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In Pursuit of a Better, if Costlier, Subway Ride


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In Pursuit of a Better, if Costlier, Subway Ride

Elliot G. Sander



Published: September 28, 2007



Elliot Sander[/float]FROM one straphanger to another, the Metropolitan Transportation Authority’s executive director, Elliot G. Sander, consciously straddling the fence between polished bureaucrat (his upwardly mobile career) and put-upon proletarian (his roots in Jamaica, Queens), confides that the pending — read inevitable — bus and subway fare increase to $2.25 from $2 a trip is not his preference. But.


“I would prefer not to have a fare increase, and I want to keep the cost of transportation as far down as I can, but I am calling on our customers to basically keep up with the cost of living,” he said. “My objective is for the M.T.A. not to go into a death spiral, go where it was in the ’70s and ’80s when you had derailments, breakdowns, graffiti, track fires, you name it. This authority has been a high-wire act for the last 20 years.” Without a safety net.


Note: He’s a commuter. He rides the Long Island Rail Road from his home in Douglaston, Queens, switching to the No. 7 subway for peak efficiency, most weekdays. He gets to work early to beat the rush and might qualify for the off-peak fare that has been proposed as an à la carte option.


And yes, raising the rates is his priority, despite a difficult debut in the job. In his nine months at the authority, he has had to finesse away a potential strike at the Metro-North Railroad; respond to the deaths of two transit workers, traced in part to internal negligence and inadequate supervision; and deal with the systemwide breakdown because of flooding during a freakish rainstorm on Aug. 8.


It is his duty to guarantee the network’s 2.4 billion annual users continuing mobility, and to guarantee $580 million in added revenue to the distress-prone 66,000-worker agency that hired him in January, at the urging of his fellow infrastructure wonk Gov. Eliot Spitzer.


Mr. Sander, who has been called Lee since kindergarten, was raking in private-sector dollars as a senior vice president and director of strategic development for DMJM Harris, a prominent engineering firm, when he was recruited to run the transportation agency. He says he would have sprinted away from the post, a controversy magnet, had Mr. Spitzer not weighed in quite persuasively.


So persuasively, in fact, that Mr. Sander is confident of receiving what he calls “a boatload” of financial assistance from Albany lawmakers — separate infusions of $400 million and $600 million over the next couple of years. Like the fare increase, he said, the money is essential to his vision for rejuvenating the transit authority from a decrepit early-20th-century artifact with an equally frayed internal culture to a transit showpiece on par with the systems of London and Shanghai.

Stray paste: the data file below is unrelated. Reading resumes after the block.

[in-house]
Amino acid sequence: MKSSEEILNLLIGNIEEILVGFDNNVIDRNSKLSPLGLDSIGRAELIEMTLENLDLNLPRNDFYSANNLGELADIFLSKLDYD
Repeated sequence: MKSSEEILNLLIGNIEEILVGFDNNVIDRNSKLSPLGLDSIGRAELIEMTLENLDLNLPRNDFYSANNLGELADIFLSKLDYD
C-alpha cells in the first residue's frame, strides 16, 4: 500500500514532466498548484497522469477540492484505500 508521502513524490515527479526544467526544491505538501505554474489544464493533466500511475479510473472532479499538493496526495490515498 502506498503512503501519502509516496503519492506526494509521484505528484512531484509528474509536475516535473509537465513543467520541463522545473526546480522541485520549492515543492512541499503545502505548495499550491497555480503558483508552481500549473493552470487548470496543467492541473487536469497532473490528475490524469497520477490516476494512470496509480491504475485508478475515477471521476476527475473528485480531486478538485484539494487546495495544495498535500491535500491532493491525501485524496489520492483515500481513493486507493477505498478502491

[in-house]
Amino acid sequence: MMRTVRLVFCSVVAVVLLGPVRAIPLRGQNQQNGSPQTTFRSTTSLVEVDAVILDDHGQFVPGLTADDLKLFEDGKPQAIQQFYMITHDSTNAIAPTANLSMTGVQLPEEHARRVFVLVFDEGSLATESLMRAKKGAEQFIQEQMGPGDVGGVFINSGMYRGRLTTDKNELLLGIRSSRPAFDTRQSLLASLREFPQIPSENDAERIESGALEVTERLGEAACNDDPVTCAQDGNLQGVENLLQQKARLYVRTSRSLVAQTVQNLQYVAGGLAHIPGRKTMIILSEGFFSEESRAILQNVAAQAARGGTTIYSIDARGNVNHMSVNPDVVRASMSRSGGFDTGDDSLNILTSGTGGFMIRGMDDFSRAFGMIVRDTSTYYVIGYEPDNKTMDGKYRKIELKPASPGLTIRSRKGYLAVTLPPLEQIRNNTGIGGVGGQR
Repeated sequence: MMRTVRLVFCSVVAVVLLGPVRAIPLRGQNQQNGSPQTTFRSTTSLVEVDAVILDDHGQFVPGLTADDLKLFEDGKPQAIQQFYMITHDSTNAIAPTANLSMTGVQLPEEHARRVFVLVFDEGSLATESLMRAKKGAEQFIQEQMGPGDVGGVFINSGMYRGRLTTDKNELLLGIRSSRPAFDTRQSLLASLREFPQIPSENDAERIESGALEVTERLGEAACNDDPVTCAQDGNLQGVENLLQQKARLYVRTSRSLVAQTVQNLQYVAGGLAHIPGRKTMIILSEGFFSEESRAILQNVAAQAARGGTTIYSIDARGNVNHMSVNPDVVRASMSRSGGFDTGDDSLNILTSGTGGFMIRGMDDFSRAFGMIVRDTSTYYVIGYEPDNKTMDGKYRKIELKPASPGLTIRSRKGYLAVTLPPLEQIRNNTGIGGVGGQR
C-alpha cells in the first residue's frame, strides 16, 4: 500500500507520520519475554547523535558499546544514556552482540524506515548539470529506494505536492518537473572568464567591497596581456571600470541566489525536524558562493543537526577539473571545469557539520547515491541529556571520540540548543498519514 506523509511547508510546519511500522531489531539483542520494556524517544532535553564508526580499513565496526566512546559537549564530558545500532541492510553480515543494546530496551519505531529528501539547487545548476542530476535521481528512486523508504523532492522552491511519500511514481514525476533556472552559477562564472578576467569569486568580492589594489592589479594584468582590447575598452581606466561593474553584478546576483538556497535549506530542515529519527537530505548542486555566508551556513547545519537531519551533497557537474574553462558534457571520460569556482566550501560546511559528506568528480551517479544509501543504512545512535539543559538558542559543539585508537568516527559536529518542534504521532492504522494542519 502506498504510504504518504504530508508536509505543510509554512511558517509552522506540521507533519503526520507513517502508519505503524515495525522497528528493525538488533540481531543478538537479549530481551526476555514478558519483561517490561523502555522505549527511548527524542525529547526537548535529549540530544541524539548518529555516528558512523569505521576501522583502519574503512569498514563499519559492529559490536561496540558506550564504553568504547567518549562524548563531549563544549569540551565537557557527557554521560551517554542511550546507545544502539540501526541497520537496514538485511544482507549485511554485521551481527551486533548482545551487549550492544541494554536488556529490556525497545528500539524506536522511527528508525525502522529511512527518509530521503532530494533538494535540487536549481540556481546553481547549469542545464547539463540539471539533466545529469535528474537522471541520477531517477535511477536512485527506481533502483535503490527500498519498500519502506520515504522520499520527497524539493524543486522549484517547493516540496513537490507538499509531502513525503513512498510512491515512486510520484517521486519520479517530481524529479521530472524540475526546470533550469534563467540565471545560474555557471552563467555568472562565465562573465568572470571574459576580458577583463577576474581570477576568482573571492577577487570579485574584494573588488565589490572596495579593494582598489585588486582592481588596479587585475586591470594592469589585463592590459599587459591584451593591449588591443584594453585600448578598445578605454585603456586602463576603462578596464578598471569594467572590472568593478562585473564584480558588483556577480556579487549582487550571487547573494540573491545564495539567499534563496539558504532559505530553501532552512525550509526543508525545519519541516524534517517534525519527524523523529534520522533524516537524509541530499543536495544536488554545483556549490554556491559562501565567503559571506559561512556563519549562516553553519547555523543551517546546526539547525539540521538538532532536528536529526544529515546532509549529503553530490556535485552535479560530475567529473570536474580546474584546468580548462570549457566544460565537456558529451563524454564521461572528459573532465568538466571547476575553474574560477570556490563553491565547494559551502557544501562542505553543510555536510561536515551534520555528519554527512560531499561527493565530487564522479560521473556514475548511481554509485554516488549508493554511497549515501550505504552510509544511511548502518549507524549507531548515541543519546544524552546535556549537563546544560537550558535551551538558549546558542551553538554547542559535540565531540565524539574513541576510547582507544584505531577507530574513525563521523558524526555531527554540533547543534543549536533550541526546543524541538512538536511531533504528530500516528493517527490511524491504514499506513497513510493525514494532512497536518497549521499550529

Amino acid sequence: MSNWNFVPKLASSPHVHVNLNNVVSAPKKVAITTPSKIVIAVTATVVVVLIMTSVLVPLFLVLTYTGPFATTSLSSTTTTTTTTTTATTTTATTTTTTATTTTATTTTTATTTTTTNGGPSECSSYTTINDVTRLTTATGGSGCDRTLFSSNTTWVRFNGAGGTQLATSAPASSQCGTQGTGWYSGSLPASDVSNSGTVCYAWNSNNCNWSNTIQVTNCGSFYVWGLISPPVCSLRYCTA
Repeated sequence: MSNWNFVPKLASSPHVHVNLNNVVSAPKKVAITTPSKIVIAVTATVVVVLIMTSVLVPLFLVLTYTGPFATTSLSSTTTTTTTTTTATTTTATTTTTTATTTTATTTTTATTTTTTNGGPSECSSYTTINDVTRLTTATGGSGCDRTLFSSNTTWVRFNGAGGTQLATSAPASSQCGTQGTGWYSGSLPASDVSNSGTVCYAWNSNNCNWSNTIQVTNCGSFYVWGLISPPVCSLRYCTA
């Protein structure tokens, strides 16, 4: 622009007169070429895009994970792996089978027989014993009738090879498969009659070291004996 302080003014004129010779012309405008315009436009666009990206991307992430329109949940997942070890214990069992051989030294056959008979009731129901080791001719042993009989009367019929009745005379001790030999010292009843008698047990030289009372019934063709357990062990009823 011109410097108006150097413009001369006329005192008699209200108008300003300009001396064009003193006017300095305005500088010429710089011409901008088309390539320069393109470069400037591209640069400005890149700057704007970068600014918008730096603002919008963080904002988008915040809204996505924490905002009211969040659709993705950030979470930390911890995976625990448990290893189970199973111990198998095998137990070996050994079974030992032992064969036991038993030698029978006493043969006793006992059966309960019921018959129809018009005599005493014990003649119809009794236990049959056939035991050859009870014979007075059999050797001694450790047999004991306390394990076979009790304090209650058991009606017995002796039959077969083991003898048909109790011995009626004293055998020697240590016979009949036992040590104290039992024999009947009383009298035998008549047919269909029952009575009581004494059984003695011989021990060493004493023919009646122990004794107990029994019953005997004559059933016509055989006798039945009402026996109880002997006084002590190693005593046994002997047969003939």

MEANWHILE, Mr. Sander, 51, senses he is perceived by some people as the biggest jerk “on the face of the earth for proposing the fare increase,” he said this week in the privacy of his carefully decorated office — the plants complement the artsy transit posters that complement the maroon furniture that complements his tie — at 347 Madison Avenue in Midtown.


“But we’ve got a $6 billion deficit staring us right in the eyes in 2008,” he continued. “Sure, it’s never popular with the paying public to raise fares and tolls, but I think it would be more unpopular in the long run to be known as the guy who ran the M.T.A. into the ground. I refuse to be that guy. If there’s been one theme that runs through my career, it’s been taking on interesting assignments that basically involve turnarounds.”


The most obvious example was his decision, in 1994, to leave his 20-acre 19th-century farm outside Albany, where he worked for Gov. Mario M. Cuomo as a director of transit for the State Department of Transportation, for New York City to be the commissioner of transportation for Mayor Rudolph W. Giuliani. “The city was in a bad place, and it was a challenge to be asked to help turn it around,” said Mr. Sander, a Democrat. “Plus, it was a promotion.”


He and his wife, Lisa Lempel Sander, a psychoanalyst (“No jokes about needing free advice, please,” he joked), moved to Peter Cooper Village with their infant daughter. “We went straight from coyotes to First Avenue,” he said. For this he blames a gene for public service inherited from his father, Kurt, a German Jew who won a Bronze Star as an Army captain at Normandy in World War II.


The fraught history of his mother, Dorrit Frank, who escaped Germany for the Netherlands much like a certain famous teenage diarist, is chronicled in a book, “The Frank Family That Survived.” It was written by his brother, Gordon, and holds a place of honor on his office bookcase.


Mr. Sander, who attended Georgetown University’s foreign policy school intending to become an ambassador or State Department operative, is insistent, relentless and well rehearsed with his transit reformation spiel. Now settle back on the sofa and surrender to his enthusiastic monologue on the transit agency’s problem areas.


He lists seven: people (this means internal morale and union rapport), institutional reform (Mr. Sander says the authority operates as seven separate fiefs and needs a common umbrella), customer service (more to the point, a lack thereof), projects and planning (the Second Avenue subway; links to Jets and Giants games; floodproof stations), security (he meets weekly with the Police Department), and last but not least, sustainability. Mr. Sander is a sustainability wonk, too.


“We are well on the way to making our carbon footprint less repugnant,” he said. So it’s repugnant? “No, that’s the wrong word; let me take back that word.”


No way. Straphanger’s revenge.

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